I’ve Seen Fire & I’ve Seen Rain

I’ve been digging through the memory hole lately and was reminded of Focus On The Family’s Stuart Shepard, who in 2008 asked the faithful to pray for rain of Biblical proportions — torrential, “umbrella-ain’t-gonna-help-you” rain — to drown out Barack Obama’s DNC nomination speech. He literally was asking for a deluge of rain. “Urban and small stream flood advisory rain!” — those were his words.

What an ass. So, fast forward four years and Colorado Springs, home of Focus on the Family, is engulfed in flames. Tens of thousands of people have been forced to evacuate, homes have been burned to the ground, etc. etc.

Meanwhile Tampa, FL, where the Republican National Convention will meet later this summer, is flooding. Yes, Tropical Storm Debby has spawned those torrential, “urban and small stream flood advisory rains” Shepard prayed for. Woopsies.

One might say God has a sense of humor. A sick one, at that.

I’ve wondered how the Christian, libertarian paradise of Colorado Springs is handling this disaster. Remember, this is the town that voted against a property tax increase, instead opting to severely cut city services. Trash pick-up, police protection and bus service was slashed; even streetlights were deactivated.

Anti-government zealots hailed it as a model for the future; Michelle Malkin, who lives in Colorado Springs, gushed:

“Self-reliance. Privatization. Thrift. Fiscal accountability. The liberals in Denver and Washington could learn something from our Mountain West spirit if they could just get over their Colorado Springs Derangement Syndrome.”

So now that the place is on fire, how are they doing? As with any disaster, there have been remarkable stories of neighbors helping neighbors, people pitching in to lend a hand and pooling emergency donations in the face of disaster. This is as it should be: crisis brings out the best in humanity. We saw it here in Nashville during our floods. So, yay people.

And then we have finger-pointing from the usual quarters. Michelle Malkin, no longer cheering “our Mountain West spirit,” is blaming President Obama for the firefighting fleet’s declining numbers — from 44 a decade ago to just nine today. She carps:

The Obama administration’s neglect of the federal government’s aerial tanker fleet raises acrid questions about its core public safety priorities.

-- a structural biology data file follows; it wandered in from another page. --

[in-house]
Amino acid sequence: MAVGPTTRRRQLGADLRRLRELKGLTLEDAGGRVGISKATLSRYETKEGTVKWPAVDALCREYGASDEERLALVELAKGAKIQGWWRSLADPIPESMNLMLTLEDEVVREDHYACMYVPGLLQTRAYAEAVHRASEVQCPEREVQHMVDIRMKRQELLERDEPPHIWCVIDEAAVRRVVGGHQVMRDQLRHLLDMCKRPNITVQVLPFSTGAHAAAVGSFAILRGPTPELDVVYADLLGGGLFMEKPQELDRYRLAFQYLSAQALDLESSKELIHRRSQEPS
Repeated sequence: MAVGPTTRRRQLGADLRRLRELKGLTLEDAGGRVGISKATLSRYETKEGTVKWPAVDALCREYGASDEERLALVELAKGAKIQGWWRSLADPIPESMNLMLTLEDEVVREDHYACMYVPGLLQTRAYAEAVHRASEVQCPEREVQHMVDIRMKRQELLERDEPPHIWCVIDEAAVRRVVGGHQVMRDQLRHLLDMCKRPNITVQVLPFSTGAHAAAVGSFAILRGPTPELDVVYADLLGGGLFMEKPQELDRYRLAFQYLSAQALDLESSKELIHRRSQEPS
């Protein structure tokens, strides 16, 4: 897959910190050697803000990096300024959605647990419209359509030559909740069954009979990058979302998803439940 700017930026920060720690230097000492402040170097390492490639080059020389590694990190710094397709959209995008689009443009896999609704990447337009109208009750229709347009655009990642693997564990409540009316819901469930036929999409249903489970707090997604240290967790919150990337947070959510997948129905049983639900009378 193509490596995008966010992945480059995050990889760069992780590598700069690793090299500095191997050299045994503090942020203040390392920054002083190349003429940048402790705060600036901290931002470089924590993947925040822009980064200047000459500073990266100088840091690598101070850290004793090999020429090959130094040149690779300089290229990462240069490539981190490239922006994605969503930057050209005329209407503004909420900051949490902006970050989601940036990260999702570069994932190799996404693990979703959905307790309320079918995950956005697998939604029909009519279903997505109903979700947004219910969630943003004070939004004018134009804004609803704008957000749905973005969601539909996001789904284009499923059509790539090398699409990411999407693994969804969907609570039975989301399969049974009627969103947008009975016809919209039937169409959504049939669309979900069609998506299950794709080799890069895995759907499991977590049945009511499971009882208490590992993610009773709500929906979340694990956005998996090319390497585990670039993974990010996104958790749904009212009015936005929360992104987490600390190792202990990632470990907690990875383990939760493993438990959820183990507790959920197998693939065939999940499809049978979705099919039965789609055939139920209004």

But she conveniently ignores the “free hand of the market” reasons for the fleet’s decline, as explained in the New York Times last week:

The contractor-owned planes, refurbished from military use and leased by the United States Forest Service, have been hobbled by accidents and mechanical problems, leading to growing safety concerns and calls for a major overhaul. A decade ago, the government had 44 large tanker planes at its command. Now, with fires raging from California to Colorado to Wyoming, the regular fleet is down to nine.


Modern airplanes are available, some able to skim up a bellyful of water from a lake without even stopping to land and thus to conduct dozens of drops a day, but these are too expensive for the private contractors who fly the forest missions. Even the supply of younger military hand-me-downs has dried up. “There are no lightweight bombers being surplused anymore,” said Vincent Ambrosia, a forest fire expert at NASA.

Wait, what? The fleet is operated by private contractors, not Uncle Sam? But conservatives are always telling us that privatization is the answer to all of our problems! So the Free Hand Of The Market has failed? Not possible!

Meanwhile, this guy blames Obama for shrinking the fleet (linking to Malkin) and blames environmentalists for fighting the use of slurry — which, despite his claims, they seem to be using, as Republican Congressman Doug Lamborn tried to take credit for the arrival of federal slurry bombers before Tuesday’s GOP primary. Of course he did.

As for the charge about environmentalists and slurry, here’s what the New York Times piece said: